Quote Investigator: The earliest strong match located by QI appeared in the “Elmira Gazette” of Elmira, New York in December 1893. Emphasis added to excerpts by QI: 1

My son, observe the postage stamp—its usefulness depends upon its ability to stick to one thing till it gets there.

The article containing the statement was titled “Jocular Jots”, and it included one other comical remark. No ascriptions were provided.

Josh Billings died in 1885, and based on current evidence he did not craft this saying although it was attributed to him by 1895. See the citation further below.

Here are additional selected citations in chronological order.

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Notes:

  1. 1893 December 27, Elmira Gazette (Star-Gazette), Jocular Jots, Quote Page 4, Column 2, Elmira, New York. (Newspapers_com)

The Place Where Your Talent Meets the World’s Needs Is the Job God Has in Mind for You

Aristotle? Marcus Bach? Albert Schweitzer? Anonymous?

Dear Quote Investigator: Did the ancient Greek philosopher Aristotle secretly work at a job placement agency? Probably not, but a popular family of sayings about career choice has been attributed to him. Here are three examples:

  • Where your talents and the world’s needs cross, there lies your calling.
  • When the needs of the world and your skills intersect, therein lies your vocation.
  • One’s purpose is merely knowing where one’s talents and the needs of the world intersect.

I have been unable to find a solid citation for Aristotle? Would you please examine the origin of this saying?

Quote Investigator: QI has not yet found any substantive evidence connecting these words to Aristotle.

The earliest strong match located by QI appeared in a speech delivered at a high school graduation ceremony in 1954 by Dr. Marcus Bach of the State University of Iowa School of Religion. Emphasis added to excerpts by QI: 1

I’m just optimistic enough to believe that God has given you some sort of call. You’ll discover that the place where your talent meets the world’s needs is the job God has in mind for you.

Below are additional selected citations in chronological order.

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Notes:

  1. 1954 May 25, Carrol Daily Times Herald, Athletic Award Is Presented to Ed Champion, Start Page 1, Quote Page 7, Column 1, Carroll, Iowa. (Newspapers_com)

Diplomacy Frequently Consists in Soothingly Saying “Nice Doggie” Until You Have a Chance to Pick Up a Rock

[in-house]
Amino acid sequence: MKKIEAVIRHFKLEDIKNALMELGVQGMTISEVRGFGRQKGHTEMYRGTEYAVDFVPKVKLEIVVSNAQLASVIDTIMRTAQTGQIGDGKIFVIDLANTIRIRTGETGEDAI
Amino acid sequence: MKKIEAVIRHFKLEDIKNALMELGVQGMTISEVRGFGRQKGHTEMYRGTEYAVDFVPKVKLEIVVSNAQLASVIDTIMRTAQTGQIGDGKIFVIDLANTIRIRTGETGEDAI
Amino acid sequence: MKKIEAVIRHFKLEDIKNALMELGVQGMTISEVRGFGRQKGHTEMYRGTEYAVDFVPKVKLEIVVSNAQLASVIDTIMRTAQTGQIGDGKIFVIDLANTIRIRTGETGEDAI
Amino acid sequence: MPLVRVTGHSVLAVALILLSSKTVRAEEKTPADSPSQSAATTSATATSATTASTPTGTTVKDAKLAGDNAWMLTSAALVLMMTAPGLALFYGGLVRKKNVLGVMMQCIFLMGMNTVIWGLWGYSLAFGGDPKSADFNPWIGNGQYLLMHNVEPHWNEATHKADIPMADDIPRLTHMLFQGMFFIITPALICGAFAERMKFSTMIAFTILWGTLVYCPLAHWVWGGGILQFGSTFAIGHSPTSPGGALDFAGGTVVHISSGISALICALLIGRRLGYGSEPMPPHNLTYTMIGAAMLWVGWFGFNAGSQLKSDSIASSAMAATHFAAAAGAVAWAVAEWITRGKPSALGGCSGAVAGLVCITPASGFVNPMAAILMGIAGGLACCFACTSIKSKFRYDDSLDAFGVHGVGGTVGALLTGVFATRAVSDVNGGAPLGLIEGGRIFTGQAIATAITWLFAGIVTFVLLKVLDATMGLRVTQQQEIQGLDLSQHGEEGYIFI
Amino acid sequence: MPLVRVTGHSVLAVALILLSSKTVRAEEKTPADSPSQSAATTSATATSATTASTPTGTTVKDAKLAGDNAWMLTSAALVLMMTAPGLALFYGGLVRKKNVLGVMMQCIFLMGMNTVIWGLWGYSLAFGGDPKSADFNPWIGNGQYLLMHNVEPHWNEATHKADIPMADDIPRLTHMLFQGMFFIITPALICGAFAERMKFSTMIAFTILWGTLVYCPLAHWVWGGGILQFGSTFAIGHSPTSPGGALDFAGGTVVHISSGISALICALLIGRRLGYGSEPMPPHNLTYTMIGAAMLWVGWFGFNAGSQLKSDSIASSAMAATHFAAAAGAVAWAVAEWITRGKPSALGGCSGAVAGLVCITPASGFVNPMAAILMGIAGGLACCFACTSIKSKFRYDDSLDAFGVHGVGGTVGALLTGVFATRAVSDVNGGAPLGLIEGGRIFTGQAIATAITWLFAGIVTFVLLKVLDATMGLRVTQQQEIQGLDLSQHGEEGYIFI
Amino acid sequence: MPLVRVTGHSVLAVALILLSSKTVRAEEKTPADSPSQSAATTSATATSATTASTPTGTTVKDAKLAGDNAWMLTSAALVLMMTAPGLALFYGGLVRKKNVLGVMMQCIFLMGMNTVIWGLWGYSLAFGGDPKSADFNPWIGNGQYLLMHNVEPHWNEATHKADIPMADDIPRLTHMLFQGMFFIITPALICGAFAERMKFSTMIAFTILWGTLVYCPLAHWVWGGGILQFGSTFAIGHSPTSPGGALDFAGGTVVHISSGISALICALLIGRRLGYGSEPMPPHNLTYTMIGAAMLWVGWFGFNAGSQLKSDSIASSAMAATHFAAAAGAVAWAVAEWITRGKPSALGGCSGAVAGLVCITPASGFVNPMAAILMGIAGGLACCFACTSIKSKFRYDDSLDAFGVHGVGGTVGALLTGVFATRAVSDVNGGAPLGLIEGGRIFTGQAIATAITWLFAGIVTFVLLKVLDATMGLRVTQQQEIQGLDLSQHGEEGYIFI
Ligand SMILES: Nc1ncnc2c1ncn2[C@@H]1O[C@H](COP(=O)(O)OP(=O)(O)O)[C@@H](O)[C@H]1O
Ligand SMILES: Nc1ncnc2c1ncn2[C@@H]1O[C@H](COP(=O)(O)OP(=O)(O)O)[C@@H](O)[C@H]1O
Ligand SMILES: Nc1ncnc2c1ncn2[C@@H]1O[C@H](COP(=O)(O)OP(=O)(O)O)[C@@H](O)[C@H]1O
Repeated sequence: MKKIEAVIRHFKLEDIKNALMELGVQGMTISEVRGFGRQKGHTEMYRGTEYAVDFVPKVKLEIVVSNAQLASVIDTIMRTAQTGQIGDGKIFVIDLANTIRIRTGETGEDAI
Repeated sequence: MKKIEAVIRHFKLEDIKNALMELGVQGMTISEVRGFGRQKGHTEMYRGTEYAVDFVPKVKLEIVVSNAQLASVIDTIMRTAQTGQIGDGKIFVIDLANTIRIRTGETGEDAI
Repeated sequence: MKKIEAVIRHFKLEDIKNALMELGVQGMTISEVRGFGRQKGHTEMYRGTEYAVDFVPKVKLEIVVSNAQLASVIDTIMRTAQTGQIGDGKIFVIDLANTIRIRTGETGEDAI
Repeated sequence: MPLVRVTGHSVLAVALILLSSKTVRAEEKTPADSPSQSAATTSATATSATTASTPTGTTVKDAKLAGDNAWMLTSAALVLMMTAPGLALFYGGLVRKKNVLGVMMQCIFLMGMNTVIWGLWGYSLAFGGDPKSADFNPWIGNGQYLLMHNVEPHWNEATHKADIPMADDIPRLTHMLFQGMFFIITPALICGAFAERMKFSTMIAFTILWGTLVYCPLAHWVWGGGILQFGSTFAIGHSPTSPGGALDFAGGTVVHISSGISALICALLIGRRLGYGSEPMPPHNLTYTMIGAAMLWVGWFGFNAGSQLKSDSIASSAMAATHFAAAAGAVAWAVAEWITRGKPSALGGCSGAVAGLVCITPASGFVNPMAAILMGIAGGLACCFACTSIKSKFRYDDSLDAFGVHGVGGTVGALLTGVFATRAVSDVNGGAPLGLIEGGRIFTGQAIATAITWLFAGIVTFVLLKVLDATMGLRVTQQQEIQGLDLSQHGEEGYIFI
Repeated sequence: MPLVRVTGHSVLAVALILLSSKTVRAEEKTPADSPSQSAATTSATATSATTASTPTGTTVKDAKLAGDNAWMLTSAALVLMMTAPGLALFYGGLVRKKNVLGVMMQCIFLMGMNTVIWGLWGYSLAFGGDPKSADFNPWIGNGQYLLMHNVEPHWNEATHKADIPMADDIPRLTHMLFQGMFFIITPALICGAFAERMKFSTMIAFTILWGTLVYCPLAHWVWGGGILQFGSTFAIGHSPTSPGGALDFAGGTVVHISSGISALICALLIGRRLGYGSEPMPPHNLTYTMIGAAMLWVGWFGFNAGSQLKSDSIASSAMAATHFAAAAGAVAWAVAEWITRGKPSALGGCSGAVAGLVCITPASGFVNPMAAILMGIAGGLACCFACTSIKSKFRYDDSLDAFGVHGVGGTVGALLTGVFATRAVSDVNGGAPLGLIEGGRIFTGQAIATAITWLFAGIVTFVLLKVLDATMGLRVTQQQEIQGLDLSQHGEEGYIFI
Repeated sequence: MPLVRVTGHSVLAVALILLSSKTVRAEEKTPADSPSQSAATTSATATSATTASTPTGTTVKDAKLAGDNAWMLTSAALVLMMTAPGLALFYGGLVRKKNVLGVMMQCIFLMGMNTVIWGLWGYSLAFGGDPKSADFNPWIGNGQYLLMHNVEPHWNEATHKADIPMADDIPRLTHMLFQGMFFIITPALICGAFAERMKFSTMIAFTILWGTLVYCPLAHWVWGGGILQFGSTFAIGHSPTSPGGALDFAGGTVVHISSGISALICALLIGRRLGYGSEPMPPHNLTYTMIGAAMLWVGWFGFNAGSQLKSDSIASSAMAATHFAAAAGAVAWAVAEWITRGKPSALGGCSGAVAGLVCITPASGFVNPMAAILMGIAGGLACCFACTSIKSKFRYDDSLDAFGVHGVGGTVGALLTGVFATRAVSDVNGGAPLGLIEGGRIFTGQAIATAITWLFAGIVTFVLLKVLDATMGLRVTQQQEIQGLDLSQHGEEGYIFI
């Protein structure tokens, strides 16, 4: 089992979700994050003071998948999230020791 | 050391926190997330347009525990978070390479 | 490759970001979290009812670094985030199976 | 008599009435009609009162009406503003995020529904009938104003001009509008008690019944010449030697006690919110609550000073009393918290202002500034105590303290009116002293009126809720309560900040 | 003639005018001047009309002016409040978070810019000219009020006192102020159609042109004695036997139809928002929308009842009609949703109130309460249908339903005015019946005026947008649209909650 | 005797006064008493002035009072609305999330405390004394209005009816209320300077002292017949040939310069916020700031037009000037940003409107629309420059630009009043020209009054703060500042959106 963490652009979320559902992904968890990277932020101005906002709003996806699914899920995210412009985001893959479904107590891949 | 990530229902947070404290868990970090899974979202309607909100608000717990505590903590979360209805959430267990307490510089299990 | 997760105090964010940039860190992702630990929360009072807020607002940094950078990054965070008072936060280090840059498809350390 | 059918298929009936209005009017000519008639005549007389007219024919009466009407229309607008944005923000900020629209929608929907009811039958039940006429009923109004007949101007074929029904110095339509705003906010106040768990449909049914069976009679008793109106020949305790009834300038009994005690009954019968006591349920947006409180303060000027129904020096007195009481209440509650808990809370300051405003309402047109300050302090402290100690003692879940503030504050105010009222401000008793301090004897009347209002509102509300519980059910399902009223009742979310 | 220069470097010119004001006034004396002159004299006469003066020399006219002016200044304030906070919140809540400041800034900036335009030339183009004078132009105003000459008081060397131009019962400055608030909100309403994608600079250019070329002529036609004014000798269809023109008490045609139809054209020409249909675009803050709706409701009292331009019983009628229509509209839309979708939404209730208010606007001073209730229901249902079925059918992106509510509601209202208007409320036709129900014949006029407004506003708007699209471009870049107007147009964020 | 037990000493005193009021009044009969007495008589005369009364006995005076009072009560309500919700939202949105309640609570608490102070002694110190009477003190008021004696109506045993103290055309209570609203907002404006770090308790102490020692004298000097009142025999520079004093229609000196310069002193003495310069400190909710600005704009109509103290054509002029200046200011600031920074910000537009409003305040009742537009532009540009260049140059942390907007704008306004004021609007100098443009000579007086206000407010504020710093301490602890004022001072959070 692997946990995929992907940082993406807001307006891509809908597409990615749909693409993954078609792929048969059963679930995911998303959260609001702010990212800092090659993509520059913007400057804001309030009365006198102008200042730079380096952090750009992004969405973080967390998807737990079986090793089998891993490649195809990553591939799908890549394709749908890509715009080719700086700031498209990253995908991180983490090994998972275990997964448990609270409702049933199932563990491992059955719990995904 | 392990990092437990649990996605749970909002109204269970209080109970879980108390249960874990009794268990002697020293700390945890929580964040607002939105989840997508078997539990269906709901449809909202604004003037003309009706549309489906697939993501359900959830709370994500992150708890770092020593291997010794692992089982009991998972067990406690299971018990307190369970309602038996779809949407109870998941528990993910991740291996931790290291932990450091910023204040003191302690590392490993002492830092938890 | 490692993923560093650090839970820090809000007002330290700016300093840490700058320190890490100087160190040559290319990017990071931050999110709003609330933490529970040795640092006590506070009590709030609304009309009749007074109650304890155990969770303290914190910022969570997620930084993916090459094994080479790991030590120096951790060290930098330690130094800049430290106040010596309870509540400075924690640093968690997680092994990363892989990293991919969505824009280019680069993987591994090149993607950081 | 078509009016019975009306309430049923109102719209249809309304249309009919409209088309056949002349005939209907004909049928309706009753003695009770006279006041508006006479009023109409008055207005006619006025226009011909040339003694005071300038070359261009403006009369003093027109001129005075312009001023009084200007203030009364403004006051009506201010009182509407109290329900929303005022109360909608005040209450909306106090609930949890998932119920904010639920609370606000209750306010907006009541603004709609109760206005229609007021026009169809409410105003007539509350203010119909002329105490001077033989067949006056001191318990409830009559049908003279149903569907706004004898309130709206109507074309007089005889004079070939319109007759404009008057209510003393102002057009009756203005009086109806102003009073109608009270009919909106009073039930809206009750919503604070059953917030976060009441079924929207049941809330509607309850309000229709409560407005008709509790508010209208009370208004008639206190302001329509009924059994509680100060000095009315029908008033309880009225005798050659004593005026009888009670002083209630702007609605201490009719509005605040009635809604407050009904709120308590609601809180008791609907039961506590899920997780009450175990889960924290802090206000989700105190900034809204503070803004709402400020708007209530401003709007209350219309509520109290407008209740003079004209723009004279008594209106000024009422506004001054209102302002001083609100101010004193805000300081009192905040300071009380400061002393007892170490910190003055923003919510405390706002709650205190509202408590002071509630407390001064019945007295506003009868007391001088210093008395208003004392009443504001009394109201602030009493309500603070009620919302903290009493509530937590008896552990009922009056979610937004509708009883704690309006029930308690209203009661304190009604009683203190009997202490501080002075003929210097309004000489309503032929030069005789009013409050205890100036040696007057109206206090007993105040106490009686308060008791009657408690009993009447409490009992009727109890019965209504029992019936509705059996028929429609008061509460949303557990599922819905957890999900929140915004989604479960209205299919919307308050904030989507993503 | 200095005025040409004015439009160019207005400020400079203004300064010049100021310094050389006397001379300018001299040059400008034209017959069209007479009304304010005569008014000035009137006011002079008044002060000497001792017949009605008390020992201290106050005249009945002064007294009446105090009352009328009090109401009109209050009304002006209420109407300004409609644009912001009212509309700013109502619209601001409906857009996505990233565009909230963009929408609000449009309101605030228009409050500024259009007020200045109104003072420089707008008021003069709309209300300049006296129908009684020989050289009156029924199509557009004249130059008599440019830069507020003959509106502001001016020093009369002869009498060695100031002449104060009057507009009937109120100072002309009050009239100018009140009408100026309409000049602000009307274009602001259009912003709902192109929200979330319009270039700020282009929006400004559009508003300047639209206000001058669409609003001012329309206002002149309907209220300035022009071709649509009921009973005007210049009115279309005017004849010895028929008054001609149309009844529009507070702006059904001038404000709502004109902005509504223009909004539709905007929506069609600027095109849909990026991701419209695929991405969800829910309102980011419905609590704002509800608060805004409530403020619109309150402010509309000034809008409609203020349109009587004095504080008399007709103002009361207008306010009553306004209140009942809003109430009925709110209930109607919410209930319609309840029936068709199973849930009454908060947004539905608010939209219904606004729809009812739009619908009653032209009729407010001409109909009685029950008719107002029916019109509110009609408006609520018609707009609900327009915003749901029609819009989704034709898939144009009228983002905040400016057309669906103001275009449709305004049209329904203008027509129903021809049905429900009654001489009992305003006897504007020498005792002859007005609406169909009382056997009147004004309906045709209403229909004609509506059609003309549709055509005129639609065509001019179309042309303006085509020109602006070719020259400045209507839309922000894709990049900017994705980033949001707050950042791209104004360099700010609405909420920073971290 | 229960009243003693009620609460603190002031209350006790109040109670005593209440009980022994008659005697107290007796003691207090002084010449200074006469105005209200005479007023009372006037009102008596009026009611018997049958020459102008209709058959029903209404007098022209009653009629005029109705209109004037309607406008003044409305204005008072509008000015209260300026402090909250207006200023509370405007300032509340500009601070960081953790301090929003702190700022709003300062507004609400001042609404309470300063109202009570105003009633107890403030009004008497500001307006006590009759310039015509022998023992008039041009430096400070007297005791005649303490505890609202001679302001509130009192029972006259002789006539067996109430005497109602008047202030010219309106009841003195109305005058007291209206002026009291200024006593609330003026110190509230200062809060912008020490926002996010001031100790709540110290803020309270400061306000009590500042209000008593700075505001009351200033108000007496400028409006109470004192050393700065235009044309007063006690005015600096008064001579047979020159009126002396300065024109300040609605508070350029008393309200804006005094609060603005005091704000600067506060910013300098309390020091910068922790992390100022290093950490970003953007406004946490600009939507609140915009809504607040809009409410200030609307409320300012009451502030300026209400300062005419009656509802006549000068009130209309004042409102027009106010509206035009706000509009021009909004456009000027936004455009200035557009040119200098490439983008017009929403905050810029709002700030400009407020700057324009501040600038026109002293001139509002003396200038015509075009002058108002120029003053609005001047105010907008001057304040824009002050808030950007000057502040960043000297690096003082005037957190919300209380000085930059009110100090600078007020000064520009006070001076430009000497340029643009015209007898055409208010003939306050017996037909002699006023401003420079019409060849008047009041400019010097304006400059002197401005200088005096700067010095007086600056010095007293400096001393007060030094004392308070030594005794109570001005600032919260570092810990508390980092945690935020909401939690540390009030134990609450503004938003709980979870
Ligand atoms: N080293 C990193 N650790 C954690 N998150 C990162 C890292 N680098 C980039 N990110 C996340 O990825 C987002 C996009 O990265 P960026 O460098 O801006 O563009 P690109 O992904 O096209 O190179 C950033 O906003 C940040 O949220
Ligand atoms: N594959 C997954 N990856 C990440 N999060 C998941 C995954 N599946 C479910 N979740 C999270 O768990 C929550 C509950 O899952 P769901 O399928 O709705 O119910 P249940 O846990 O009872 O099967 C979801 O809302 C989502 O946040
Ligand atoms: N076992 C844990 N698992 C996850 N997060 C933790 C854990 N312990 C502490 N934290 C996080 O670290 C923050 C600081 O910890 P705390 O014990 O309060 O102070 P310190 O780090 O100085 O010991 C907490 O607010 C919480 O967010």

Will Rogers? Walter Trumbull? Franklin Rodman? Frances Rodman? Robert Phelps? Wynn Catlin? Harold Winkler? Robert Phelps?
Dear Quote Investigator: The reassuring words of a diplomat may sharply diverge from the true agenda of the envoy. The following metaphor depicts hidden hostility:

Diplomacy is the art of being able to say “nice doggie” until you have time to pick up a rock.

The popular humorist Will Rogers receives credit for this expression, but I do not think he made many jokes with this type of implied cruelty. Would you please explore the provenance of this saying?

Quote Investigator: The earliest strong match located by QI appeared in September 1925 in “The Honolulu Advertiser” of Hawaii. The saying occurred within a miscellaneous set of statements printed under the title “The Week in Epigram”. Emphasis added to excerpts by QI: 1

Diplomacy frequently consists in soothingly saying “Nice doggie” until you have a chance to pick up a rock—Walter Trumbull.

The name Walter Trumbull was ambiguous, but it probably referred to a sports writer for the North American Newspaper Alliance who also reprinted the quip in his column in 1931.

The attribution to Will Rogers occurred by the 1980s which was very late, and QI believes the linkage was spurious.

Below are additional selected citations in chronological order.

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Notes:

  1. 1925 September 14, The Honolulu Advertiser, The Week in Epigram, Quote Page 10, Column 3, Honolulu, Hawaii. (Newspapers_com)

Liberty Don’t Work as Good in Practice as It Does in Speech

Will Rogers? Apocryphal?

Dear Quote Investigator: The popular American humorist Will Rogers once made a memorable remark about liberty. Unfortunately, the precise phrasing was not memorable enough. Here are several versions:

  • Liberty don’t work as good in practice as in speech.
  • Liberty don’t work as good in practice as it does in speech.
  • Liberty don’t work as good in practice as it does in speeches.
  • Liberty doesn’t work as well in practice as it does in speeches.
  • Liberty don’t work near as good in practice as it does in speeches.

Would you please help me to determine whether Will Rogers really delivered one of these lines?

Quote Investigator: In 1927 a collection of pieces by Will Rogers was published under the title “There’s Not a Bathing Suit in Russia & Other Bare Facts”. Rogers composed the following adage. Emphasis added to excerpts by QI: 1

Liberty don’t work as good in practice as it does in Speech.

Below are additional selected citations in chronological order.

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Notes:

  1. 1927, There’s Not a Bathing Suit in Russia & Other Bare Facts by Will Rogers, Chapter 5, Quote Page 101 and 102, Albert & Charles Boni, New York. (HathiTrust Full View) link

Plays Are Not Written—They Are Rewritten